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Four Honored With James W. Foley Freedom Awards

Each year on World Press Freedom Day, journalists worldwide emphasize their continued push to exercise the right to report on international affairs, with those from the U.S. expressing their First Amendment liberty.

May 3 was also a day this year to honor those making strides to bring wrongfully convicted American journalists home at the James W. Foley Freedom Awards in Washington D.C., and online, hosted by the James W. Foley Legacy Foundation — founded in 2014 by the Foley family.

Awards at the ceremony were presented to journalists who fight for “moral courage and hostage advocacy, world press freedom, humanitarian work and government service,” as PBS Senior Correspondent Judy Woodruff stated.

The four receiving honors at the event were Roger Carstens, special presidential envoy for hostage affairs, Mickey Bergman, Richardson Center for Global Engagement vice president and senior advisor, Mouaz Moustafa, executive director of Syrian emergency task force and Sean Langan, a documentary filmmaker and journalist.

Carstens received the Robert A. Levinson Excellence in Government Service award, Bergman the American Hostage Freedom award, Moustafa the Humanitarian award and Langan the World Press Freedom award.

To date, governments and terror groups across the globe still unlawfully capture, detain and murder journalists simply trying to do their job, with 363 still being held captive.

James W. Foley

James W. Foley was a freelance video journalist with rich experience in the field after growing up in Wolfeboro. Throughout his career, Foley showed compassion and dedication, working as a freelance embedded journalist on assignment in Iraq from 2008 until 2010, and also writing for Stars and Stripes while in Afghanistan in 2011.

“To me it keeps Jim’s (James’) legacy alive, this is Jim’s legacy,” said his mother Diane Foley at the Freedom Awards. She is the president and founder of the James W. Foley Legacy Foundation.

“There are two real moral issues that we confront tonight, right? We’re concerned about fellow Americans who are purposely targeted abroad and then taken hostage to be used for leverage in whatever geopolitical need that captor may have. And the other, the second, is the direct threat to our journalists, who are the bedrock of our democracy,” she said.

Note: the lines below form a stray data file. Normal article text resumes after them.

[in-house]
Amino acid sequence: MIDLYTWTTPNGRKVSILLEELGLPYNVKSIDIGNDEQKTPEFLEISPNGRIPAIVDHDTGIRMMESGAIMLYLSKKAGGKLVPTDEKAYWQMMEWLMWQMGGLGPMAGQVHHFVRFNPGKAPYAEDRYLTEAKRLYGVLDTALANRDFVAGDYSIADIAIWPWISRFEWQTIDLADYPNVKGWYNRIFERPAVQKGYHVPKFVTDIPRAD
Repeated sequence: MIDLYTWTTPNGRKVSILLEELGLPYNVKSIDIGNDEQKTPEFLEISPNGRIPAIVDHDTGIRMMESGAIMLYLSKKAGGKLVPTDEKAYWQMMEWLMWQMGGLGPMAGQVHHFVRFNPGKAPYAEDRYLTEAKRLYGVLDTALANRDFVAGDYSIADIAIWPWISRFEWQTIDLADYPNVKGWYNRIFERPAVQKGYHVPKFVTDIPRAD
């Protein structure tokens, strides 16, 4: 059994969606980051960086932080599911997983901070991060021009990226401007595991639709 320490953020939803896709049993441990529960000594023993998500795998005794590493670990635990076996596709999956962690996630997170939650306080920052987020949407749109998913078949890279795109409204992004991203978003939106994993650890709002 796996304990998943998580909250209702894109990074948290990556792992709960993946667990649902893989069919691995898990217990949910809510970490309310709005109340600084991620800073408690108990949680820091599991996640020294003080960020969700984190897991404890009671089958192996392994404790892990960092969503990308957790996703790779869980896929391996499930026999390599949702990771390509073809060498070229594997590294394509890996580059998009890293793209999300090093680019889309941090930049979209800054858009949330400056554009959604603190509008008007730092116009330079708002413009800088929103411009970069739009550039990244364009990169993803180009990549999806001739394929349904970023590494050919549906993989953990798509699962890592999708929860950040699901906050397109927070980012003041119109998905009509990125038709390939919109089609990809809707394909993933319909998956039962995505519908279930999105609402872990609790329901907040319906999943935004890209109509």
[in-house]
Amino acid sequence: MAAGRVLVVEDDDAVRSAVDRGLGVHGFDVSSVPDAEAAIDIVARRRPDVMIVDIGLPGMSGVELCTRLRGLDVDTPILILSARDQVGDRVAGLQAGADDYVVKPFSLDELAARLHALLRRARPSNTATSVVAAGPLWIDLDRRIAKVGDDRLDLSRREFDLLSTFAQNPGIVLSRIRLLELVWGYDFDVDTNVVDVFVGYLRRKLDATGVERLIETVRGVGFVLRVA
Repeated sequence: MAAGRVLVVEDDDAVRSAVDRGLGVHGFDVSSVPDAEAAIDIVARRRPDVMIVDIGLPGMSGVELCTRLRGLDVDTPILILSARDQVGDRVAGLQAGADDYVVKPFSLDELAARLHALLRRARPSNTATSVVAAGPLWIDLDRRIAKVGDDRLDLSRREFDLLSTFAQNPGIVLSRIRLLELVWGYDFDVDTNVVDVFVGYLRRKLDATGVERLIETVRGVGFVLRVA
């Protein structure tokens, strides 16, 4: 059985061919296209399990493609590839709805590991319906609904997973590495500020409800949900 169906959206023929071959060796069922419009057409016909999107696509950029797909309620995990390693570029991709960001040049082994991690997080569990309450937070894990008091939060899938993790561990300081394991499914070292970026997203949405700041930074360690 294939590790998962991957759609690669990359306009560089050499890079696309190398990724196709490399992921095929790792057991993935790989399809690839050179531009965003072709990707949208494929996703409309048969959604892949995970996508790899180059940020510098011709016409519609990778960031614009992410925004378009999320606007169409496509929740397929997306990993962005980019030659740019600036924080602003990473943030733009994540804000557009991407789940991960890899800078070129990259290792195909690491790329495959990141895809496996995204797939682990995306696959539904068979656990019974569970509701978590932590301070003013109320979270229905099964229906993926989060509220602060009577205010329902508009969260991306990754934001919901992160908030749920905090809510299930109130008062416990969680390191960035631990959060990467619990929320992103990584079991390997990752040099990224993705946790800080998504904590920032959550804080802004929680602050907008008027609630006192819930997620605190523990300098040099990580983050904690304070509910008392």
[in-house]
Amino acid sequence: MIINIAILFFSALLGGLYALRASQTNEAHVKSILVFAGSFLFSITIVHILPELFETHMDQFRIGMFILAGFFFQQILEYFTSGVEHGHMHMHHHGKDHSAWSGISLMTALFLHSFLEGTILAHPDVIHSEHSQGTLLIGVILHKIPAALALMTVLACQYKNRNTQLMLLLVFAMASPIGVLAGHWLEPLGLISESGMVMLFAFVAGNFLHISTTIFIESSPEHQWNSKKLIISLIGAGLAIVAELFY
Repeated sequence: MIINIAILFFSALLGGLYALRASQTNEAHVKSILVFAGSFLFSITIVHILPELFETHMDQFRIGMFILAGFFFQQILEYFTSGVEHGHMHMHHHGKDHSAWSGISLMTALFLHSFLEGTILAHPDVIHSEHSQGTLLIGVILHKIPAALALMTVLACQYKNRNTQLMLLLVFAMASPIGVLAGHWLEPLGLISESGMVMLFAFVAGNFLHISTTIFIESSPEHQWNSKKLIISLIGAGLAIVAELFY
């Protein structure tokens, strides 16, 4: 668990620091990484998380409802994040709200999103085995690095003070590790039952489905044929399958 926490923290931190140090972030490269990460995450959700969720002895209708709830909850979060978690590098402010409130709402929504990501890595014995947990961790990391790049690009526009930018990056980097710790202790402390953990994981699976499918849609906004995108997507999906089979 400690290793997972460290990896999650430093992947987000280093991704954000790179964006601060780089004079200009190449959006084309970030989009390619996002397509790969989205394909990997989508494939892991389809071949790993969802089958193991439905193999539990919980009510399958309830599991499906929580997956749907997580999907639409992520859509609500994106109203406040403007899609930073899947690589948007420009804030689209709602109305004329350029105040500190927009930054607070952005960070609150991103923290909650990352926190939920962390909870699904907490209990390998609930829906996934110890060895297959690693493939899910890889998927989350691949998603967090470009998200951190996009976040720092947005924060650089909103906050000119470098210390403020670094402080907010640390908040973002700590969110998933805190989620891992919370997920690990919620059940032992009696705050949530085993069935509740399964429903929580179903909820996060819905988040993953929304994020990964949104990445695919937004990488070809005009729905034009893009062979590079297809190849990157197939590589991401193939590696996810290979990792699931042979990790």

Diane Foley called on President Biden to take action for all U.S. journalists held hostage abroad, stating that “we’re all citizens” and that “our country must choose to intentionally put our people above our policy, our self-interest, our political ego. We must choose to bring our people home and value our journalists.”

Diane Foley has worked tirelessly to shed light onto the 53 Americans who are unjustly detained and requests a change in foreign policy to serve and protect the nation’s journalists, and prevent ruthless killings from continuing.

“These problems are complex, and we need everyone here to help us,” she said.

James Foley was consistent in displaying bravery and reporting on foreign violence while risking his life. In 2011, he traveled to Libya to report on the rebellion against Muammar Gaddafi, inserting himself into the action with rebel fighters. There, he was captured by Gaddafi loyalists, and imprisoned for 44 days.

Despite this hardship, Foley was determined to return to work, and soon traveled back to Libya, on location at the moment of Gaddafi’s capture, displaying his desire to continue telling global stories.

On November 22, 2012, Foley was captured by ISIS while working as a correspondent for the Syrian Civil War, with GlobalPost and Agence France-Presse. He gained worldwide attention during captivity, with millions sending their thoughts and prayers with the hopes that he would make it home, as he had done previously.

Roughly two years later, despite ongoing negotiations and a failed rescue attempt, he was the first American citizen to be killed by the radicalized terror group ISIS in the Raqqa region of Syria on Aug. 19, 2014.

After his death, his family founded the James W. Foley Legacy Foundation based in Portsmouth, saying, “We catalyze action, research and policy to advocate for freedom for all US nationals wrongfully detained or held hostage abroad, to ensure government accountability to prioritize their safe return and to educate and protect journalists and international travelers.”

Source: patch